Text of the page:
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Late Night Snacks: Four autobids decided; should BYU be concerned?

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GAME OF THE DAY: North Dakota State 60, IPFW 57

In a tremendous back-and-forth contest for the Summit League Conference Tournament title, Taylor Braun and the Bison pulled off a win in the final minutes after falling in the Summit League title game to South Dakota State last season. The Bison will be a trendy upset pick in the NCAA Tournament because they are a senior-laden team that shoots a nation-leading 51 percent from the field.

Check out the NCAA Tournament Primer for North Dakota State here.

IMPORTANT OUTCOMES

1) Gonzaga 75, BYU 64

The Zags are heading to the Big Dance for the 16th consecutive time after knocking off the Cougars in Las Vegas for the WCC Conference Tournament title. Gonzaga is dancing, again, but the bigger question is how this will affect BYU’s NCAA Tournament at-large hopes? The Cougars now sit at 23-11 (13-5 WCC) with an RPI of 30 and a strength of schedule that was at 39 entering the Gonzaga game. With a couple of sub-150 RPI losses, BYU shouldn’t feel too safe, but the Cougars did make it to the championship game in the WCC. It’s worth noting that BYU beat Mount St. Mary’s — the NEC conference champs — earlier in the season and their RPI should improve just a tiny bit with that win. BYU will take any help it can get right now as they sit right on the bubble.

Check out the NCAA Tournament Primer for Gonzaga here.

2) Milwaukee 69, Wright State 63

Picked to finish dead-last in the Horizon League in the preseason, the Panthers pulled off another road win on Tuesday after winning at Green Bay in the semifinals. Since senior guard Jordan Aaron returned from suspension, the Panthers haven’t lost and with two consecutive road wins against solid opponents, this team will be a scary 15 or 16 seed in the field of 68.

Check out the NCAA Tournament Primer for Milwaukee here.

3) Mount St. Mary’s 88, Robert Morris 71

At 16-16, Mount St. Mary’s was an unlikely NCAA Tournament team, but after winning the NEC Conference title game over Robert Morris, they’re going dancing. Robert Morris never led and Mount St. Mary’s led by double-digits the entire second half as five players finished in double-figures for the Mountaineers.

Check out the NCAA Tournament Primer for Mount St. Mary’s here.

STARRED

1) North Texas junior guard Chris Jones made two free throws to push the game into overtime and won it with two more as No. 10 seed Mean Green beat No. 15 seed Rice in the first round of the Conference-USA tournament. Marshall was also a winner over Florida Atlantic in day-one action at the C-USA tournament.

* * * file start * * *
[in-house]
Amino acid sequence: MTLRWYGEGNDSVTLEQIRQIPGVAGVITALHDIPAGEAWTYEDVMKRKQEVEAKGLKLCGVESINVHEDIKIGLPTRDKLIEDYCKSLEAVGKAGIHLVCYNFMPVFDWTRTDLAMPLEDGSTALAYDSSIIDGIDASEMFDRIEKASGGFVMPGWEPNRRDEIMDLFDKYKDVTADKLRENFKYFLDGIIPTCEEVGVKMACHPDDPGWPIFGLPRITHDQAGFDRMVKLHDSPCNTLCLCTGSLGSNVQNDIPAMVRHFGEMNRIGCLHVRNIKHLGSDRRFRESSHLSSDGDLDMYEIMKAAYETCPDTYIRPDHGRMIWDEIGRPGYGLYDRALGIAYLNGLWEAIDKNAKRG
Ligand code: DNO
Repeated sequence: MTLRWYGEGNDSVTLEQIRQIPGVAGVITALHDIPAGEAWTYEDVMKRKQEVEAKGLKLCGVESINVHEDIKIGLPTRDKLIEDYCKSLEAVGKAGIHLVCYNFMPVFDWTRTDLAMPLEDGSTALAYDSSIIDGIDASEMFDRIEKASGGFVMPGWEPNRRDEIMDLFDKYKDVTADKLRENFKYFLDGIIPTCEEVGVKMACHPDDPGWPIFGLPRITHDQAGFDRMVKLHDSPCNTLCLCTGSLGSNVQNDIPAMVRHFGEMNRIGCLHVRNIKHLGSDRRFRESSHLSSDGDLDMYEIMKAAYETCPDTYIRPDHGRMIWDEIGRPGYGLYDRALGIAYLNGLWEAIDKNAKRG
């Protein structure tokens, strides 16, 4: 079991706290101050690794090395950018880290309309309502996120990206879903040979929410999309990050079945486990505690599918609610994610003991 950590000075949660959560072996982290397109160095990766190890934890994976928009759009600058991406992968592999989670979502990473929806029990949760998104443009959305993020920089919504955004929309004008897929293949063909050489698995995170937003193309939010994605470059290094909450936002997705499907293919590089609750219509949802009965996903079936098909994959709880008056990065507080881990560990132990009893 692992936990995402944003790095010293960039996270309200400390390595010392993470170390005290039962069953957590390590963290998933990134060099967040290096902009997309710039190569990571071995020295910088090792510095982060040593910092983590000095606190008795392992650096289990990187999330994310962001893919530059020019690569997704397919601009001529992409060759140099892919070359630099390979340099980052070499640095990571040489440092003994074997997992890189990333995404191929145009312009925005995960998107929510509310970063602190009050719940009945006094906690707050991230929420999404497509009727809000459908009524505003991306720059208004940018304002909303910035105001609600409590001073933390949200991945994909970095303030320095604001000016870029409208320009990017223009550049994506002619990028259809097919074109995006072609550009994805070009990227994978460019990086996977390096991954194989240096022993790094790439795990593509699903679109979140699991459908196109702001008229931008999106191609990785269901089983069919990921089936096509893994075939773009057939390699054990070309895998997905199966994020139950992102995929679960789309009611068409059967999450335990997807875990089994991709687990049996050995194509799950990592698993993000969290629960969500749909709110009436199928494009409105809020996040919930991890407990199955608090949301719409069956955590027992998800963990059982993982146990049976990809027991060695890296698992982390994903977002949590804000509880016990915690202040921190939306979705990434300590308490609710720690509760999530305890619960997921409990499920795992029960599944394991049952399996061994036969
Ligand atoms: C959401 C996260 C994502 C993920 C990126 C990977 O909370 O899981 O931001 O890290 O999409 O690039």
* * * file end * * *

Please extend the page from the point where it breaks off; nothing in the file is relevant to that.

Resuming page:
2) Summit League Player of the Year Taylor Braun struggled to find his offense in the first half, but had a key three-point play on a driving layup with 12 seconds left to give North Dakota State a four-point lead it would never relinquish. Braun finished with 15 for the Bison.

3) Sam Dower paced Gonzaga with 20 points and 13 rebounds on 10-of-16 shooting in the Bulldogs’ win over BYU. Dower was the only member of Gonzaga’s team to have more than seven field goal attempts in the win.

STRUGGLED

1) Matt Carlino struggled to only 8 points — way below his season-average of 13.9 points — on 3-for-12 shooting as the BYU junior guard fouled out in the loss to Gonzaga.

2) IPFW struggled to only 22 points in the second half and blew a five-point halftime lead in the Summit League title game loss to North Dakota State. The Mastodons just couldn’t find a go-to player down the stretch as three players tied for the team lead with nine points.

3) The Robert Morris defense picked a bad night to play poorly. Mount St. Mary’s shot 60 percent from the field — 44 percent from three-point range — as Robert Morris never recovered from a 20-point, first-half deficit.

Minnesota center to miss a month

ST. LOUIS, MO - MARCH 7: Reggie Lynch #22 of the Illinois State Redbirds and Fred VanVleet #23 of the Wichita State Shockers fight for control of a loose ball during the MVC Basketball Tournament Semifinals at the Scottrade Center on March 7, 2015 in St. Louis, Missouri.  (Photo by Dilip Vishwanat/Getty Images)
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Minnesota’s projected starting center is sidelined, but is expected to be ready for the season opener.

Reggie Lynch, the Illinois State transfer, had surgery on his left knee, the program announced on Friday night. According to Marcus R. Fuller of the Star-Tribune, the Golden Gophers are anticipating that Lynch is available for the season opener on Nov. 11 against Louisiana-Lafayette.

The 6-foot-10 Lynch has been in the news this offseason prior to his impending debut with Minnesota. In May, he was arrested on suspicion of sexual assault. On August 1, the Hennepin County attorney’s office was announced he would not face charges, citing insufficient evidence.

Lynch spent two seasons at Illinois State, averaging 9.5 points and 5.4 rebounds per game for the Redbirds as a sophomore. He sat out the 2015-16 season due to NCAA transfer rules. Minnesota is coming off a second-to-last place finish in the Big Ten with an 8-23 (2-16 Big Ten) record.

Women’s hoops coaches boycotting recruiting events

DENVER, CO - MARCH 31:  Head coach Muffet McGraw of the Notre Dame Fighting Irish directs her team during practice prior to the NCAA Women's Basketball Tournament Final Four at Pepsi Center on March 31, 2012 in Denver, Colorado.  (Photo by Doug Pensinger/Getty Images)
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For some high-major women’s basketball programs, the final evaluation period of 2016 is being used as a vacation from the recruiting trail.

According to a report from Lindsay Schnell of Sports Illustrated, are not attending events during this weekend’s recruiting period for a host of reasons.